“I don’t think you actually meant to compare being a priest to being a drunk driver.”

    That’s the one thing you are right about.

  • Last Sphere

    “That sounds like the life a priest should lead. Can we really tell someone they should live the life of a priest and then tell them they cannot actually be priests?”

    Brian, living a virtuous life similar to a priest, and actually ministering to the flock are two very different things. If the very natural condition of marriage can divide and hamper a priest’s service to his flock, how much more can the intrinsically unnatural disorder of homosexuality burden his soul and put him and others at grave risks?

    Not everyone who approaches Christian perfection is meant to be a priest. Especially someone who suffers from a gave disorder such as homosexuality, because this disorder, for all intents and purposes is probably a permanent condition by it’s very nature unlike any other.

    Have there been good and faithful homosexual priests in the past and the present? Obviously yes. What are the percentages? Who knows. However, what we DO know is that 80% of the current scandal was perpetrated by homosexual priests. That fact is significant and it looms large. And prudence would seem to dictate that it would be foolish and dangerous to ignore it.

    I trust the guidance and the wisdom of the Holy Spirit in the Pope’s judgement on this.

    Why don’t you?

  • Jeff

    From CNA, more evidence that there is a link between the homosexual inclination and sexual abuse:

    “The consensus among researchers is that the sexual abuse of children is not a question of sexual ‘orientation,’ whether heterosexual or homosexual, but of a disordered attraction or ‘fixation,’” Fr. Stock added.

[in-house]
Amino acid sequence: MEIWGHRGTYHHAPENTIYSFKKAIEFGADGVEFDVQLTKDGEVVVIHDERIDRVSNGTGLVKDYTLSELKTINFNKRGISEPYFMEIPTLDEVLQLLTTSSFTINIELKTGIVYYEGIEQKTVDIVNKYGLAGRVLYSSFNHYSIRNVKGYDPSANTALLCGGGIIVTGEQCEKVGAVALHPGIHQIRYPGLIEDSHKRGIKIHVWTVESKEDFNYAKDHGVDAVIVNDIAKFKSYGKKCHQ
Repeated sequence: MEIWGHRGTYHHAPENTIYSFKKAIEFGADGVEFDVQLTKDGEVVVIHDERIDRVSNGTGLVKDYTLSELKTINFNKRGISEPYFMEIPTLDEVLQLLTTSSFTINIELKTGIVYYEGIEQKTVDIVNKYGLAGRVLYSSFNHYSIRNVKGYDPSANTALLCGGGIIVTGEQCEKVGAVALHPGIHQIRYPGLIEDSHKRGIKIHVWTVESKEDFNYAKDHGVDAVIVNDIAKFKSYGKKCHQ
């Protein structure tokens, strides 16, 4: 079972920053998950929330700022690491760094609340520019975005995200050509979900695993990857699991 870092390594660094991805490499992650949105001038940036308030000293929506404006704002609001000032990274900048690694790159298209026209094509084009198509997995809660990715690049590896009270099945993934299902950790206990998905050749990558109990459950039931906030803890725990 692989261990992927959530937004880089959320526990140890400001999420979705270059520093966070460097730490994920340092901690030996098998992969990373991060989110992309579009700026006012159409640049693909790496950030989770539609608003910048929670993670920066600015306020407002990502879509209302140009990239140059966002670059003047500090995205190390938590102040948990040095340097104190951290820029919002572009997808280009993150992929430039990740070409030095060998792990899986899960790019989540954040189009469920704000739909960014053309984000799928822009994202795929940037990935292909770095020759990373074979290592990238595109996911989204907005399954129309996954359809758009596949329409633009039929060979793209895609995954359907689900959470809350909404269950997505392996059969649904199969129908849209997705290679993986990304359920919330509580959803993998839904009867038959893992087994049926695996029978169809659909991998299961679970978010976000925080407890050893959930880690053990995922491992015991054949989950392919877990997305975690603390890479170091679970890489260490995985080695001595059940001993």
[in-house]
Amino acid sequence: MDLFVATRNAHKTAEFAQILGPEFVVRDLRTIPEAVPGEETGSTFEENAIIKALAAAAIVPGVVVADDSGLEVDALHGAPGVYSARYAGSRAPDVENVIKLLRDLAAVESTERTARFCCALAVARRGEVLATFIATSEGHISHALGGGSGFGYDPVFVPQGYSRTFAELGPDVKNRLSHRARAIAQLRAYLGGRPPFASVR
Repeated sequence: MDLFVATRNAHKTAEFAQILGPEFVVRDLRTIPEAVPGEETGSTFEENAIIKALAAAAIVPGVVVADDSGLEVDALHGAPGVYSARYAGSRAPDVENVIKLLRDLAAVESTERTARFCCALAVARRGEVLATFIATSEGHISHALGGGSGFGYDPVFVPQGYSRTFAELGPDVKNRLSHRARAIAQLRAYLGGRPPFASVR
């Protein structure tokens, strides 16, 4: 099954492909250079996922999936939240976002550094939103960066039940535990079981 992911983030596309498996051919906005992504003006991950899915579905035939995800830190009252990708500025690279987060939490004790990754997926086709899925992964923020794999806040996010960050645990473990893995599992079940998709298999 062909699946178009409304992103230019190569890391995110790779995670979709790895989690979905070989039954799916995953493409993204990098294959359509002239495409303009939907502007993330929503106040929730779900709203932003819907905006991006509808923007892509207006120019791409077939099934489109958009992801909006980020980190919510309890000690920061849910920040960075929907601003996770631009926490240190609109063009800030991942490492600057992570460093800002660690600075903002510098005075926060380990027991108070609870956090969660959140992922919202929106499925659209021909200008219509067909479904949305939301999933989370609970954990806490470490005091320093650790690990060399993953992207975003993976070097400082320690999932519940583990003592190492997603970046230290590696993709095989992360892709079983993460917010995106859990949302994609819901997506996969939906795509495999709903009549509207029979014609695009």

However, a U.S. psychiatrist with experience in treating priests with pedophilia disagrees that there is no link between homosexuality and sexual abuse of children. “Cardinal Bertone’s comments are supported completely by the John Jay study report and by clinical experience,” Dr. Richard Fitzgibbons told CNA. “In fact, every priest whom I treated who was involved with children sexually had previously been involved in adult homosexual relationships.”

    Fitzgibbons, who has been the director of Comprehensive Counseling Center in West Conshohocken, Penn. since 1988, has worked extensively with individuals suffering from same sex attraction (SSA) and priests accused of pedophilia. He also presently serves as a consultant to the Congregation for the Clergy at the Holy See.

    In his 2002 “Letter to Catholic Bishops,” Fitzgibbons identified priests prone to sexual abuse as having suffered “profound emotional pain” during childhood due to loneliness, problems in their relationships with their fathers, rejection by their peers, lack of male confidence, and poor self image or body image. Fitzgibbons said that these experiences lead priests especially to direct their sadness and anger towards the Church, her teachings on sexual morality, and the Magisterium.

  • Last Sphere

    “What I am saying is that if a man with a homosexual orientation, who accepts the Church’s teaching, loves God, and wants to “gradually and resolutely approach Christian perfection”, desires to become a priest, it would be wrong to bar him from pursuing that vocation just because of his sexual orientation (which should become irrelevant).”

    It would be “wrong” to bar him? Really? “Wrong” by whose judgement?

    The Church is the ultimate authority here- not you nor I. And the priesthood is not a “right” that should be granted to everyone who feels they are “called”, or who feel they are worthy of such a “calling”.

    And an intrinsically grave disorder such as homosexuality should NEVER become irrelevant in the spiritual development of anyone.

    On the contrary, such an enormous and pervasive cross (and source of tremendous grace) should never be irrelevant to the individual or the spiritual life of the person.

  • Brian English

    ““I don’t think you actually meant to compare being a priest to being a drunk driver.”

    That’s the one thing you are right about.”

    Well what did you mean?

  • Brian English

    “However, what we DO know is that 80% of the current scandal was perpetrated by homosexual priests. That fact is significant and it looms large. And prudence would seem to dictate that it would be foolish and dangerous to ignore it.”

    This comment brings us to the heart of the problem with both the MSM coverage and some of the comments on this board regarding the “current scandal.”